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'Right To Marriage Not Fundamental': Highlights From Marriage Equality Verdict

The Supreme Court ruled against the legal recognition of same-sex marriages.

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A five-judge constitutional bench of the Supreme Court of India unanimously ruled against the legalisation of same-sex marriages on Tuesday, 17 October.

While Chief Justice of India DY Chandrachud and Justice SK Kaul were in favour of recognising civil unions of non-heterosexual couples, Justices SR Bhat, Hima Kohli, and PS Narasimha said it would not be "constitutionally permissible to recognise a right to civil union mirroring a marriage."

The top court also said that the right to marry "cannot be considered a fundamental right."

It further ruled that it cannot read queer couples' right to marry into existing laws, leaving the codifying of a new law to the legislature.

CJI Chandrchud and Justice Kaul were also in favour of queer couples' right to adopt, but the other three judges disagreed and upheld the Central Adoption Resource Authority's (CARA) regulations that exclude queer and unmarried couples from adopting.

The apex court agreed to direct the central government to form a committee to examine the rights and entitlements of persons in a queer union – without legally recognising it as a "marriage."

Here are the key highlights from the verdict:

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What CJI Chandrachud Said: 'Queerness Not an Urban Concept'

Reading out the verdict, CJI Chandrachud stated that "homosexuality or queerness is not an urban concept or restricted to the upper classes of the society. To imagine that queer people exist only in urban and elite spaces is to erase them."

But he stated that if the Special Marriage Act of 1954 is struck down, "it will take the country to the pre-Indpendence era ... The court is not equipped to undertake such an exercise of reading meaning into the statute."

He added that a change in the regime of the SMA is "for the Parliament to decide," and that the court must be careful not to encroach on the legislative domain.

The CJI, however, acknowledged the right to choose one's partner and the right to recognition of that union.

Speaking of a queer person's right to adopt, he said:

"The Union of India has not proved that precluding unmarried couples from adopting is in the best interests of the child. So, the CARA has exceeded its authority in barring unmarried couples."

"It cannot be assumed that unmarried couples are not serious about their relationship. There is no material on record to prove that only a married, heterosexual couple can provide stability to a child. Law cannot assume that only heterosexual couples can be good parents ... This would amount to discrimination," he said, adding that the CARA circular – which excludes queer couples from adoption – is violative of Article 15 of the Constitution.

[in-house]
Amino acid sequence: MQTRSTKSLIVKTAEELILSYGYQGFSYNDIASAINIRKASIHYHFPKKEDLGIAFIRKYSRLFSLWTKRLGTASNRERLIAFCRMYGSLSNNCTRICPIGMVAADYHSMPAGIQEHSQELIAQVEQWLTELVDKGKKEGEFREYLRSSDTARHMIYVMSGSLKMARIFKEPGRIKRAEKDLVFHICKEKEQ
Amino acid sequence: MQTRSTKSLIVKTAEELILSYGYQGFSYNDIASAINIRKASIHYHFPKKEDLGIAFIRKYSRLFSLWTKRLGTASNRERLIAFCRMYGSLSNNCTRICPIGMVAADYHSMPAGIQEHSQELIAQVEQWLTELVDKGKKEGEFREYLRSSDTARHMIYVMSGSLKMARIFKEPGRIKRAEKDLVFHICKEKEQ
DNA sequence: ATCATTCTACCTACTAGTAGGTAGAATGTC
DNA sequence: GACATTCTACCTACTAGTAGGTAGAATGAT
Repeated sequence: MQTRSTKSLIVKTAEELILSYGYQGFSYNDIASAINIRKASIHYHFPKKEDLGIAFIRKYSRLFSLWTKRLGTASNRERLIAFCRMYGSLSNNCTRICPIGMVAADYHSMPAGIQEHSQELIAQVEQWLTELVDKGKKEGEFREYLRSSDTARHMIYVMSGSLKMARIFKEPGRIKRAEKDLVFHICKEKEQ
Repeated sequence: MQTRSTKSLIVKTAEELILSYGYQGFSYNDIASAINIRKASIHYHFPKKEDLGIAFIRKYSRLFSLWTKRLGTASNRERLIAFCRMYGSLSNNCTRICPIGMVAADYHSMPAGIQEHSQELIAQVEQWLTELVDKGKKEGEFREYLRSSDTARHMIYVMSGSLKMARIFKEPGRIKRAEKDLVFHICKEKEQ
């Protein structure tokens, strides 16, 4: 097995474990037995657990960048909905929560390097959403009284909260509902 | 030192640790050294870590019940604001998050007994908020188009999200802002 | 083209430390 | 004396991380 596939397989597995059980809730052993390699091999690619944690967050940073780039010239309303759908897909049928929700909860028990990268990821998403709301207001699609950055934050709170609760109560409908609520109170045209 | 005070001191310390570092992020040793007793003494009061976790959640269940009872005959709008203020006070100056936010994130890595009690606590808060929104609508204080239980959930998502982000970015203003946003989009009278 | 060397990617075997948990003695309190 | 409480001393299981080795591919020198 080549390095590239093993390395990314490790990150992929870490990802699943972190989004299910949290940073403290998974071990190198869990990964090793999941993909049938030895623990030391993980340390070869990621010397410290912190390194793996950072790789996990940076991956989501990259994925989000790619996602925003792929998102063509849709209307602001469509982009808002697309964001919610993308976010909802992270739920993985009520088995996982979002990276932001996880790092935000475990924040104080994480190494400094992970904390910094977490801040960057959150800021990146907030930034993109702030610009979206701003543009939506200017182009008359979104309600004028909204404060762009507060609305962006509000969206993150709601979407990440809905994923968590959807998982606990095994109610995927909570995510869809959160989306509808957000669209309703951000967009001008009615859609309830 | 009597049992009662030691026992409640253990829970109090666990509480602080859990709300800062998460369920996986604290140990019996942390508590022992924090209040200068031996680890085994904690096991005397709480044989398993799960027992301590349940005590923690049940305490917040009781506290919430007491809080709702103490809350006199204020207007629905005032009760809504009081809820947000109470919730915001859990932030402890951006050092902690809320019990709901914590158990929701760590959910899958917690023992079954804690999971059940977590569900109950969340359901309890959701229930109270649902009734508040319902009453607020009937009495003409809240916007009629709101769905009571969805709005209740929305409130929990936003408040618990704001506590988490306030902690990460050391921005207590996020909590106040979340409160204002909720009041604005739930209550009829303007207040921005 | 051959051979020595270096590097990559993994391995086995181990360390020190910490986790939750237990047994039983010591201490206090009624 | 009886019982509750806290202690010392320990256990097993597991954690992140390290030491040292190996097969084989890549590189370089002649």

What Justice SK Kaul Said: 'Codification of New Law Needed'

Justice SK Kaul agreed with the judgment of the CJI – and said that queer relationships "are to be recognised as a union to give partnership and love."

He said that the SMA is violative of Article 14 of the Indian Constitution, "but there are interpretative limitations in including homosexual unions in it. As rightly pointed by Solicitor General, tinkering with Special Marriage Act can have a cascading effect..."

Justice Kaul agreed that the legislature must be tasked with codifying a new law, and added:

"This moment is an opportunity to remedy the historical injustice and discrimination, and thus, governance is needed to grant rights to such unions or marriages. Legal recognition of non-heterosexual unions is a step towards marriage equality."
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What Justice SR Bhat Said: 'Institution of Marriage Precedes State'

While Justice SR Bhat agreed with the CJI in saying that queerness is neither urban nor elitist, he and Justice Hima Kohli did not agree with some of the directions issued by him.

"This court has recognised that marriage is a social institution. Marriage as an institution precedes the state. This implies that a marriage structure exists regardless of the state. The terms of marriage are independent of the state, and its sources are external."

He added that the recognition of a civil union cannot exist in the absence of a legislation.

"While we agree that there is a right to a relationship, we squarely recognise that it falls within Article 21. It includes the right to choose a partner and intimacy. Like all citizens, they [queer couples] are entitled to enjoy their right without hindrance."

But Justice Bhat said that the court cannot create a legal framework for queer couples and it is for the legislature to do so "as there are several aspects to be taken into consideration."

As for adoption rights, he and Justice Hima Kohli disagreed with CJI Chandrachud and Justice Kaul – and upheld the CARA regulations.

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What Justice Narasimha Said: 'No Unqualified Right To Marry'

Agreeing with Justice Bhat's judgment, Justice PS Narasimha said that "there is no unqualified right to marry."

"It would not be constitutionally permissible to recognise a right to civil union mirroring a marriage," he said.

He also agreed with Justice Bhat's view on the constitutionality of CARA regulations and the adoption rights of queer persons.

"A review of the impact of the legislative framework in this case requires deliberative exercise, and for the same, the legislature is entrusted to do so constitutionally," he concluded.

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